Some jiu-jitsu practitioners confess that they needed to go through a few classes before they took a liking to the martial art; for Omar Cruickshank, it was love at first submission. When he tried out no-gi grappling 13 years ago, he tapped out a black belt on day one. Today he is not only a black belt himself, he’s the founder and lead instructor of Crush Crew Jiu-jitsu in Fort Washington, PA.
Omar started grappling at age 22 but his interest in martial arts was established well before that point. Beginning at Tiger Schulmann’s Karate, he enjoyed all aspects of combat and trained in various disciplines: Jeet Kune Do, Kenpo, and boxing, to name a few. He prided himself on his fast hands. Once Omar tried jiu-jitsu, however, he was hooked. He spent two more years at Tiger Schulmann’s before continuing on at Renzo Gracie PA in Hatfield. Omar looks back on his time there with fondness: “At Renzo Gracie PA we cracked up a lot. It was my first introduction to jiu-jitsu brotherhood–everyone was busting on each other.” He focuses on promoting that kind of family atmosphere among the students at his own school today.
Counting his time at Tiger Schulmann’s, it took Omar 11 years to earn his black belt from Brian Miller on August 13th, 2015. He cites it as one of his greatest moments and proudest accomplishments, right up there with marrying his wife, having kids, and getting baptized. “I love jiu-jitsu,” he says with conviction. “It’s the ultimate stress relief.”
Another proud achievement for Omar was taking first place at the 2008 Pan Jiu-Jitsu No-gi Championship in the purple belt division, as well as creating his own move: the Crook Choke, a submission that can be attained from half guard or mount. As much as he loves to practice and compete, coaching others in their BJJ journeys has been a passion of his for a long time. Omar recalls the days when he and some of the other higher belts at Renzo Gracie PA took on leadership roles and helped coach competitors at grappling tournaments. He discovered that he got more satisfaction from instructing the competitors than from competing and winning himself. As an instructor, “Big O”s favorite thing about coaching others is the camaraderie and development of his students. “I like to see people grow in confidence. I like when people start to figure it out.”
For those who aren’t familiar with jiu-jitsu, there are often quite a few misconceptions about the martial art. Omar notes that many people view it as “kind of a cult,” which he admits that it almost is at some gyms. Emphasis on allegiance to just one school or instructor, religiously wearing their symbol, and feeling pressured to do whatever the higher-ups command are a few of the negative aspects Omar has observed and experienced in the past. “Screw that,” is his opinion on the matter. He also has to laugh at how some refer to jiu-jitsu as “the gentle art,” joking that the phrase almost gives people a false sense of security. Omar points out, however, that the beauty of BJJ in comparison to other disciplines is that you can get the most out of it without having to inflict actual damage to your partner:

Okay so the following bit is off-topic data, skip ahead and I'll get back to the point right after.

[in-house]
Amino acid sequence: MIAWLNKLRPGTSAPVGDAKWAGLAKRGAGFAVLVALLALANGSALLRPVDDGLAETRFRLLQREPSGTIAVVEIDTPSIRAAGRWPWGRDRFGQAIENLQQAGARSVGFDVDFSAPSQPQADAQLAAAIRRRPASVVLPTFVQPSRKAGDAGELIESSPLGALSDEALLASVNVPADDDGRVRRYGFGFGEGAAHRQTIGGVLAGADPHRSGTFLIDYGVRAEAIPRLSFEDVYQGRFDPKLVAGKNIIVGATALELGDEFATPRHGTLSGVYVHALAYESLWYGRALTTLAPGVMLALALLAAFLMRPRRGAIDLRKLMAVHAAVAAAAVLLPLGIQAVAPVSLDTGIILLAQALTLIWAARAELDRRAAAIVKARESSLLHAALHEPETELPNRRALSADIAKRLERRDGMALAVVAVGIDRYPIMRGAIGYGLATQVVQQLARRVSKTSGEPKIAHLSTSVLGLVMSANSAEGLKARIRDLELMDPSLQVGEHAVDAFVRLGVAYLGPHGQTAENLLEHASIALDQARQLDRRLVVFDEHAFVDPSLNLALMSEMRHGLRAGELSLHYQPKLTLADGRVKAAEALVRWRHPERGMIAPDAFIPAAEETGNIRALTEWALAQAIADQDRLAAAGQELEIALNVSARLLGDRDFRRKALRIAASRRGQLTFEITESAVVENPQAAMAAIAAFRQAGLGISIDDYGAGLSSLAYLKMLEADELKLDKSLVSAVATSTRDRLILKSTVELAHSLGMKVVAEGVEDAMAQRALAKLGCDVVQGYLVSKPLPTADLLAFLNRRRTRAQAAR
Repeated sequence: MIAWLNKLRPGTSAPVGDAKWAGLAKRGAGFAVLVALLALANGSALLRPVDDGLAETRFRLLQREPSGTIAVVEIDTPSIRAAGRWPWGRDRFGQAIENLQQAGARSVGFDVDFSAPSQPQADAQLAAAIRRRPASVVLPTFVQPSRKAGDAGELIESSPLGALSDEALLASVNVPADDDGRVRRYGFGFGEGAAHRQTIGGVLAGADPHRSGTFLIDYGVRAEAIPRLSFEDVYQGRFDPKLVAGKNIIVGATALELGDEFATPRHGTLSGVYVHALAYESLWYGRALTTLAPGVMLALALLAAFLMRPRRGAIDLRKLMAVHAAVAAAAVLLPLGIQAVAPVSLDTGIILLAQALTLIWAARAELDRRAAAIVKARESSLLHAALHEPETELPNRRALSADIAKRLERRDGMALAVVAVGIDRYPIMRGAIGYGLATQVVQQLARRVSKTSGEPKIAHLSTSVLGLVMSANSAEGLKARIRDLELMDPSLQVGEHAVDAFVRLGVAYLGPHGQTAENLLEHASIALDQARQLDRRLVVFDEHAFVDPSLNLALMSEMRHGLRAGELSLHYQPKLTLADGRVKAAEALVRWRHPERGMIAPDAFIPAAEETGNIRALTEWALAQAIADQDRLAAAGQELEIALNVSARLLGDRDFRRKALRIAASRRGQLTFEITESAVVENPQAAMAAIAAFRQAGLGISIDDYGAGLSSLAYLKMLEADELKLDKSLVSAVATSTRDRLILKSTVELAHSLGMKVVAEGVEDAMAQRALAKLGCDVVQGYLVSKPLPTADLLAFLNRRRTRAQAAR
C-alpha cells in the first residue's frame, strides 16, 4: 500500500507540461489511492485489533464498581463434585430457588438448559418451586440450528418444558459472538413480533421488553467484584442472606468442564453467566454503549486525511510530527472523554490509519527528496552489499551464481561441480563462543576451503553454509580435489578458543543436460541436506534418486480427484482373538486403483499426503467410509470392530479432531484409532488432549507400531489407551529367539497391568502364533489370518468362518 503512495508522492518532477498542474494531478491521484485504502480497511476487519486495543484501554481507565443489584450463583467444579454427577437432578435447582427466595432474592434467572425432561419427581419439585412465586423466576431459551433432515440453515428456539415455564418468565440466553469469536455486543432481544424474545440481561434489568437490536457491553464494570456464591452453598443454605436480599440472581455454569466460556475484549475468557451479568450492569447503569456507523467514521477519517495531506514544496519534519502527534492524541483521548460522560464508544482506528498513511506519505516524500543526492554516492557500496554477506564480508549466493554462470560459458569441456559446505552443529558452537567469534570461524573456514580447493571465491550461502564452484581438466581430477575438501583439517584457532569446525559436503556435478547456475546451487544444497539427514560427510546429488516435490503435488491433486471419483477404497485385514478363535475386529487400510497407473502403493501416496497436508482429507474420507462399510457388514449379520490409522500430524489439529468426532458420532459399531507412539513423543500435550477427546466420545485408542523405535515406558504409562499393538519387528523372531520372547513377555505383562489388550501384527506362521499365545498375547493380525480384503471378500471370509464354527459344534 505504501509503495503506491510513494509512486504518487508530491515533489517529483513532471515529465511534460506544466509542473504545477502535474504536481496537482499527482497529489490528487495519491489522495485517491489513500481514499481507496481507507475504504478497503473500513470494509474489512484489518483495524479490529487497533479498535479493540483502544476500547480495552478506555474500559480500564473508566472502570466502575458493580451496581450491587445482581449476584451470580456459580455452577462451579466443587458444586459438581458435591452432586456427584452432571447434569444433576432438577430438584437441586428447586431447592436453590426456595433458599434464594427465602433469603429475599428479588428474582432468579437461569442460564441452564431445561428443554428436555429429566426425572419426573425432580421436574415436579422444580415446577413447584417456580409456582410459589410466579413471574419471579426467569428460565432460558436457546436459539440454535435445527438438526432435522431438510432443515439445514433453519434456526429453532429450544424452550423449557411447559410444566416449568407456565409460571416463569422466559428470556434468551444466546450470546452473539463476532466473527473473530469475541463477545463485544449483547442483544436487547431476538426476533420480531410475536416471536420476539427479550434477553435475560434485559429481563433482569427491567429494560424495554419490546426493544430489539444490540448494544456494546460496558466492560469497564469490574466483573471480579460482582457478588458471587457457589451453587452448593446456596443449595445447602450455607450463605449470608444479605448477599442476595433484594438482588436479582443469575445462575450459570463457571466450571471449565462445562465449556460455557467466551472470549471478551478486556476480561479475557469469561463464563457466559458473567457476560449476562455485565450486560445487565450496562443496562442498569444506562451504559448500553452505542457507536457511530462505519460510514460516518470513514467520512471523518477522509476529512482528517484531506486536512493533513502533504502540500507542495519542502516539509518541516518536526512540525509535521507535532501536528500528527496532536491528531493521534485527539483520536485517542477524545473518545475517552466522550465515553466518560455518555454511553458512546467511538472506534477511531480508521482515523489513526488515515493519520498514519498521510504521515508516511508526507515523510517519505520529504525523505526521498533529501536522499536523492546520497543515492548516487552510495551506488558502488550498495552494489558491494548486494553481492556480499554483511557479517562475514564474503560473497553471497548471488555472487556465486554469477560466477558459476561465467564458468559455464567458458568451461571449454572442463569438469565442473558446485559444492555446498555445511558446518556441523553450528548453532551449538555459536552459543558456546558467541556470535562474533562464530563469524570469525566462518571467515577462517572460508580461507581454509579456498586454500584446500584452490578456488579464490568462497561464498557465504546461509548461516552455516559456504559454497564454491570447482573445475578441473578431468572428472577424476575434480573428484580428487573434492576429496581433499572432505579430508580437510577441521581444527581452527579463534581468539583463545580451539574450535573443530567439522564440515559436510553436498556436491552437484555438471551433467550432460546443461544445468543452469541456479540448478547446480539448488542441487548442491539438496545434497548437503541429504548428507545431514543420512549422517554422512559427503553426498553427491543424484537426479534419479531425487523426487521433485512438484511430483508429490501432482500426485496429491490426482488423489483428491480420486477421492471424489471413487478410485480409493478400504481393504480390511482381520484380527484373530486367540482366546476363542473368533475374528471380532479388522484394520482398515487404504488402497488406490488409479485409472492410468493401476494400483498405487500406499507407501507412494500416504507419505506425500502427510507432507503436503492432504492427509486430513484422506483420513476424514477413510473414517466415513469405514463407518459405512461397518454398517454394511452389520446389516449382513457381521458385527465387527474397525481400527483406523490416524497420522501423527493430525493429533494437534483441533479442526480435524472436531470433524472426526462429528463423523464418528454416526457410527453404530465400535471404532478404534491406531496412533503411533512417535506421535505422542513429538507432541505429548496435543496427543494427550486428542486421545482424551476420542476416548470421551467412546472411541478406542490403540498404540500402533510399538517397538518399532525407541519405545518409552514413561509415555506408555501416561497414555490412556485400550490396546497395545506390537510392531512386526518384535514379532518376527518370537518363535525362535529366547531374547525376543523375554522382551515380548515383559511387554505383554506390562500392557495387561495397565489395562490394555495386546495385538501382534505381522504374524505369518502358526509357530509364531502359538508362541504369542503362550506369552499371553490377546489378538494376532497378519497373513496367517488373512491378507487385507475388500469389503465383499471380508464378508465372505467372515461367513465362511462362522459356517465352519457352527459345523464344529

“You determine your level of involvement. Boxing, you might get blasted in the face at 100%, and then you won’t be able to do it a lot…And with kickboxing or Muay Thai, you can’t take too many kicks to the legs all the time if you want to walk. But you can take a couple chokes, a couple arm bars, you can tap out when it gets too rough on you.”
As for the instructors that have profoundly influenced Big O’s development as a jiu-jitsu practitioner? There are quite a few that get honorable mention. “My first grappling guy was Jim Garzillo ( at Tiger Schulmann’s). He’s the one who started me off. And Brian Miller and Rob Scheier, they’re two of the best black belts I’ve ever been around in my life. They’re not big guys, but they’re technically sound. They’re old school.” Then there’s “Uncle Greg” Mikovitch from Renzo Gracie PA, who took Omar under his wing for nearly five years and essentially built him from the ground up. With Greg’s guidance, he “started winning again” and never finished out of third place in tournaments. “He never held back…Even when I was able to start tapping him out, he never got upset or weird. He just kept showing me stuff. He was one of those guys where your success was his success.”
Omar’s coaching style mirrors that of his mentor. According to his student, Matt Smith, you couldn’t ask for a more supportive, knowledgeable, and genuinely caring instructor:
“Omar believes in all of his students to the fullest. Over and over he tells me to believe in myself–I know he does, and with him behind you, how can you not? As an athlete, the type and amount of work you get while training with him gives you confidence in good and bad positions, staying calm and cool under pressure. That boils over into the rest of your life for difficult situations you might encounter.”
Besides his jiu-jitsu team, Omar is head of an affiliation called Crush Crew Family. Troy “Whodabull” Chamberlain is the “head MMA guy” and Bill Bryan, a black belt in multiple disciplines, is their “all around technician.” Matt Smith is a fighter out of Crush Crew Family and will be competing at XCC 27 on February 24th; he is happy to have Big O in his corner. For amateur fighters, Omar advises that they stick to their strengths in their first couple of fights, work on their defense, and then start implementing new parts to their game plan. Above all, he tries to instill a sense of confidence in his students. In typical Omar fashion, his advice is good-natured and straightforward: “Be yourself. If your attitude is rough, be rough! You don’t gotta be a butthole, but you can assert yourself. Be first.”